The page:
University Museum of Bergen

News archive for University Museum of Bergen

It may be challenging to get an idea of the lie of the land along walking paths and trails far into the woods of the Arboretum. But from now on it will be a lot easier – new signs will make it more attractive for visitors to go for a woodland walk and find their way back again.
Due to building operations, the Natural History Collections will close on 1 November and will remain closed for several years. If you want to visit the University Museum, the yellow building housing the Cultural History Collections will be the place to go.
Field work is an important activity in the natural history museum. Two series of blogs are reporting from ongoing work in marine environments.
Massive DNA sequencing efforts behind recently published study of mitochondrial genomes in lantern fishes.
Having travelled in a total of 11 countries and 17 different cities, the Museum’s travelling exhibition Deeper than light has now returned to Bergen. It will open on Friday 7 June at the Natural History Collections.
This coming weekend it looks as though the rhododendron cultivars in the Arboretum at Milde will be at the height of blossoming. Welcome to the Arboretum Festival Day this coming Sunday, 2 June.
This weekend is your last chance to see the Doctor Proctor exhibition. On Monday 3 June, the exhibition will be taken down. What about combining a museum visit with a visit to the Museum Garden in the wonderful weather we’re having right now?
Who eats museum objects? How are skins for collections prepared? How do we take care of paintings, Viking swords, Arabian coins, mammals, fossils, textiles, and the like? Enter the exciting world of conservation.
This year, the collection of species rhododendrons is in a very different state compared to previous years. The plants are in their protective winter coats, still holding back the seasonal development as long as the night frost is refusing to let go of its grip – and it’s all good.
What was life really like in Ancient Egypt? Listen to the stories about mummies, daily life, and belief systems. Be fascinated by Egypt’s perfumes and scents as well as culinary experiences. On Sunday next, the University Museum is hosting Ancient Egyptian Day.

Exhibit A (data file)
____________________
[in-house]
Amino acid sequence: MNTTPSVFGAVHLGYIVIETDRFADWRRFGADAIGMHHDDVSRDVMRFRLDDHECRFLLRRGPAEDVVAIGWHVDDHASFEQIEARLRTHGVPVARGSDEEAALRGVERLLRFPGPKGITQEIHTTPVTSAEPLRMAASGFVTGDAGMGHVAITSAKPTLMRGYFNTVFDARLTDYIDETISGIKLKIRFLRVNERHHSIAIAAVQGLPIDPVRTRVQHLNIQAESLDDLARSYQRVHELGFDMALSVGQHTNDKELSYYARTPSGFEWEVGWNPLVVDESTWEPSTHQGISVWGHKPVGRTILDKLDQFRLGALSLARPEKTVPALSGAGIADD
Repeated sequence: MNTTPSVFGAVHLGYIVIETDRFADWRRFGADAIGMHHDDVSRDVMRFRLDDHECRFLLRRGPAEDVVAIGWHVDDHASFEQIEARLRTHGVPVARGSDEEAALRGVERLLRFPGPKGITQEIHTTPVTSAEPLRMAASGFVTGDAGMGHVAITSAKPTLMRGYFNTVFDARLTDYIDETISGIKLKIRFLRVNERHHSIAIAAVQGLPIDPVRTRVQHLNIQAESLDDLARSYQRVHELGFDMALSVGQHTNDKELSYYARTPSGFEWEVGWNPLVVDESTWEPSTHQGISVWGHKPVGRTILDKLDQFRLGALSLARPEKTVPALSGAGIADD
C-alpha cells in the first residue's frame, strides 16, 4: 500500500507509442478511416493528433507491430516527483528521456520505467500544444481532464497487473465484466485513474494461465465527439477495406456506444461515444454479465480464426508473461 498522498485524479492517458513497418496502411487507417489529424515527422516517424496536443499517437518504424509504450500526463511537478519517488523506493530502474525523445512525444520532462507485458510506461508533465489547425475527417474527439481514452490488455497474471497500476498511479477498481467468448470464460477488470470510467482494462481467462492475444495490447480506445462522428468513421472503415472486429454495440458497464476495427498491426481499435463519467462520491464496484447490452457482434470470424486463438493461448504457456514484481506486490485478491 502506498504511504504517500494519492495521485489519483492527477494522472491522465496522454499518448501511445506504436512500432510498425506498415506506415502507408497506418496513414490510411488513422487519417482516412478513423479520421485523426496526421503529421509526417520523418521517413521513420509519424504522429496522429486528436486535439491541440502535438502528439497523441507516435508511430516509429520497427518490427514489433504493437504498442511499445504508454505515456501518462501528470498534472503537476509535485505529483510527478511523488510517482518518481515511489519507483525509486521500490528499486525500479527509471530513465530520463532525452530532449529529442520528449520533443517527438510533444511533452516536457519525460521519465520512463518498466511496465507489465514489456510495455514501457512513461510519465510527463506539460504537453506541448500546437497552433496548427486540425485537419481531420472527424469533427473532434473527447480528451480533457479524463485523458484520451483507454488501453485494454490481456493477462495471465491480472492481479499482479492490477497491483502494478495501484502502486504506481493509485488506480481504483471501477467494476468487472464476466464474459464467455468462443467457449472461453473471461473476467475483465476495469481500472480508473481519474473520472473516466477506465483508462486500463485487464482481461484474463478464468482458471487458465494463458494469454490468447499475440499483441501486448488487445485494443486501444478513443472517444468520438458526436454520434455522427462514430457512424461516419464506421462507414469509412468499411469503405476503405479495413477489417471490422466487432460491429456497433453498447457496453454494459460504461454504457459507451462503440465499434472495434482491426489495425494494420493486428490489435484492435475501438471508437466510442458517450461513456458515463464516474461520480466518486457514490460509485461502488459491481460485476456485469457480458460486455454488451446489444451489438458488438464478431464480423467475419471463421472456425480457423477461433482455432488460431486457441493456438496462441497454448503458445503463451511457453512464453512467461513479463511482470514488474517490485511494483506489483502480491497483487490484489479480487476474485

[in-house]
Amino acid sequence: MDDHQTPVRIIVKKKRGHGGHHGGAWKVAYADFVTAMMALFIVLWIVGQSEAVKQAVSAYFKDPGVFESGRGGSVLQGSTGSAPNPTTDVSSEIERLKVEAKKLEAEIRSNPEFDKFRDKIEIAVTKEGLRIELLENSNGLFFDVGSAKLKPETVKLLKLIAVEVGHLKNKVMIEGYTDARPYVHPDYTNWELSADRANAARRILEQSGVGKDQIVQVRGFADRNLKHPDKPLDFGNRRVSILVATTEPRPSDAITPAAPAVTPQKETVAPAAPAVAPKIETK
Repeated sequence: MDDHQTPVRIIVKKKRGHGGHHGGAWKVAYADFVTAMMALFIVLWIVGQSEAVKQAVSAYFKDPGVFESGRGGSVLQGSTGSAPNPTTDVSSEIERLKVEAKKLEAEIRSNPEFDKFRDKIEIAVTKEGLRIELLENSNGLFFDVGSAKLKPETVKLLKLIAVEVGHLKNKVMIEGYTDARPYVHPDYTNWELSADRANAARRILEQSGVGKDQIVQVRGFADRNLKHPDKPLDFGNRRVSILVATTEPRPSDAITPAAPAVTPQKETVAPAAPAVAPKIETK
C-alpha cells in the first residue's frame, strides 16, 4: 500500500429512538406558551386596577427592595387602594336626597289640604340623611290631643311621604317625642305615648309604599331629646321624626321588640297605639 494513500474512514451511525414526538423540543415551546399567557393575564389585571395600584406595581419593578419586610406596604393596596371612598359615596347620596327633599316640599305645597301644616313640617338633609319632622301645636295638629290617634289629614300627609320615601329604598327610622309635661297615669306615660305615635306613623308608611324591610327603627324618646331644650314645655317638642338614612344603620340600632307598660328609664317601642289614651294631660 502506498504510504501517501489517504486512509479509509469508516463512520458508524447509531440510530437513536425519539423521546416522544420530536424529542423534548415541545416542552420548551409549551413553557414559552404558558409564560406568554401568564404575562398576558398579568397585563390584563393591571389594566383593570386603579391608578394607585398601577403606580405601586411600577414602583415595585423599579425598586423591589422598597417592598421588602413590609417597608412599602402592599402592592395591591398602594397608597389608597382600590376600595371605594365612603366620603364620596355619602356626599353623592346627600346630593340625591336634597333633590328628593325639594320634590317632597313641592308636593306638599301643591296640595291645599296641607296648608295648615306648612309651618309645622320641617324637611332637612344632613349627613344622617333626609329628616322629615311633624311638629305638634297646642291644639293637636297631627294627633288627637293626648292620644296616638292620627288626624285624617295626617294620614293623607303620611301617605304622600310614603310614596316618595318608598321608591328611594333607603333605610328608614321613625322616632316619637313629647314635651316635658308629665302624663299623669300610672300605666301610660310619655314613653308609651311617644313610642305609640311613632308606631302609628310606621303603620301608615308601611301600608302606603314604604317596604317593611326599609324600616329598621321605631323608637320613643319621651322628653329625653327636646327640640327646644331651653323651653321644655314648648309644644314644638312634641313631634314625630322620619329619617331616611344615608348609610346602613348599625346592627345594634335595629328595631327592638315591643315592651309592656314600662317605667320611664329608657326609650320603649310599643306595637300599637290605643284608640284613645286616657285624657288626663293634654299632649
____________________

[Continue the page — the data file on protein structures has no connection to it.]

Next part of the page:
The University Museum is open on Maundy Thursday 28 March from 11.00 to 16.00. On the remaining Easter holidays, Good Friday, Easter Eve, Easter Sunday and Easter Monday, the Museum will be closed.
Did you know that the University Museum now boils carcasses of animals collected from all over Norway in a new state-of-the-art boiler room? The skeletal material is then incorporated into the Museum’s unique osteological collections, which is a part of the new zoological storage facilities in the Natural Science Building.
What was life like in the Stone Age, what did people eat, and what tools did they use? What did the ancient Egyptians think about life after death?
Every winter some of the trees are cut down to make room for new plantings both in the Arboretum and in the Botanical Garden. This wood is for sale and can be collected at the Arboretum.
Have you ever seen the skeletons in the Whale Hall shining out of the dark? Ever wondered what the Museum might look like when the lights are turned off? On Wednesday evening, we welcome you to this year’s «Night at the Museum» in the Natural History Collections. Keep in mind that during the winter school holiday you can also visit the daytime events, the medal workshop and Doctor Proctor, at the... Read more
The winter school holiday at the Museum next week offers an exciting programme including a medal workshop and the popular “Doctor Proctor Exhibition” in the Cultural History Collections, and at the Natural History Collections, in the evening of Wednesday 27 February, the scene is once again set for a “Night at the Museum”.
Street lights influence the length of the activity period of passerine birds in winter. A study carried out in Bergen by Ingvar Byrkjedal, Terje Lislevand, and Stefanie Vogler shows a significant nocturnal activity in European Robin, Common Blackbird, Eurasian Wren, and also, to a certain extent, night-time activity in Blue Tits and Great Tits.